To what extent do health benefits obtained in the employment-based setting reflect individual preferences? We examine this question by comparing the relationship between person-level characteristics and the plans they obtain in a group setting to the relationship observed in the individual insurance market, using data from the 1996-1997 and 1998-1999 Community Tracking Study's Household Surveys. We also examine the effect of unions on group choice. Our structural models of the demand for insurance indicate that plans obtained in the group setting often reflect underlying individual preferences for insurance, but we consistently observe significantly different effects of ethnicity and unionization.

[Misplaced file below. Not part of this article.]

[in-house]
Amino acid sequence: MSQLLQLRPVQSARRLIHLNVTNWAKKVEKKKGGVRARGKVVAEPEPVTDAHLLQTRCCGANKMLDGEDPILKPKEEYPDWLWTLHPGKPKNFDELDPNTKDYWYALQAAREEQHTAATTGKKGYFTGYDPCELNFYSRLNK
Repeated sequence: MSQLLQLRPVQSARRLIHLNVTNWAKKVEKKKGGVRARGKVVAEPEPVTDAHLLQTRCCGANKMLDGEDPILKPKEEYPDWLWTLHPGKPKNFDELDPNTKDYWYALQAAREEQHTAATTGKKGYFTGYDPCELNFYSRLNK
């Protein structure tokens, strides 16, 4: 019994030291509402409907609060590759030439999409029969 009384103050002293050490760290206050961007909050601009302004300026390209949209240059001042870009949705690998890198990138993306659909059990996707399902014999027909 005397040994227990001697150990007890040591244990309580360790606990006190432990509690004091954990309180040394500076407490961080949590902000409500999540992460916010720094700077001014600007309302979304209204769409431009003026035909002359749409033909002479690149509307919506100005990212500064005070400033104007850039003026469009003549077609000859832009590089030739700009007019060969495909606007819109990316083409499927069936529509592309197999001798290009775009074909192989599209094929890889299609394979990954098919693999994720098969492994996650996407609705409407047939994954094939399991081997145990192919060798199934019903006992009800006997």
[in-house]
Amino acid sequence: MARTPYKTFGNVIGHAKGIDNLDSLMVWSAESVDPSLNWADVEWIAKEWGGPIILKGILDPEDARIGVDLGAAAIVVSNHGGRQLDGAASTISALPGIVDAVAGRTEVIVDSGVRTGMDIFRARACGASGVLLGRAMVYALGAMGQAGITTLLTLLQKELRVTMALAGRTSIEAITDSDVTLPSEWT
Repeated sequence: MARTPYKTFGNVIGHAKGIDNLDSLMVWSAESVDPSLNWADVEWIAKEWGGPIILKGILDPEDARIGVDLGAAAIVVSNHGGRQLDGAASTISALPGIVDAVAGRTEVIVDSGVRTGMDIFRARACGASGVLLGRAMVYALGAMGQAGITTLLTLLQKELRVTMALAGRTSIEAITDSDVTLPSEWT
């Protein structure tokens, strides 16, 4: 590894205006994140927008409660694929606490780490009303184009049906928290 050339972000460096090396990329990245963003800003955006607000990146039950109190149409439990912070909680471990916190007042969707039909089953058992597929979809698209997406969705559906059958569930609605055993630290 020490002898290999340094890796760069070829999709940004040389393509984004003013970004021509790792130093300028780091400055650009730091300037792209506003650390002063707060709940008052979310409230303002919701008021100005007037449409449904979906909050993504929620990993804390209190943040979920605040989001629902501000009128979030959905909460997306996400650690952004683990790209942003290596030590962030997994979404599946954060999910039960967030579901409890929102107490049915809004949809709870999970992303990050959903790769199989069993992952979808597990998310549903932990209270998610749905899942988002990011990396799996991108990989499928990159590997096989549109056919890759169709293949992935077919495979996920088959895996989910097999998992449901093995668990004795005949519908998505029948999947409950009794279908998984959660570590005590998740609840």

ASJC Scopus subject areas
- Economics and Econometrics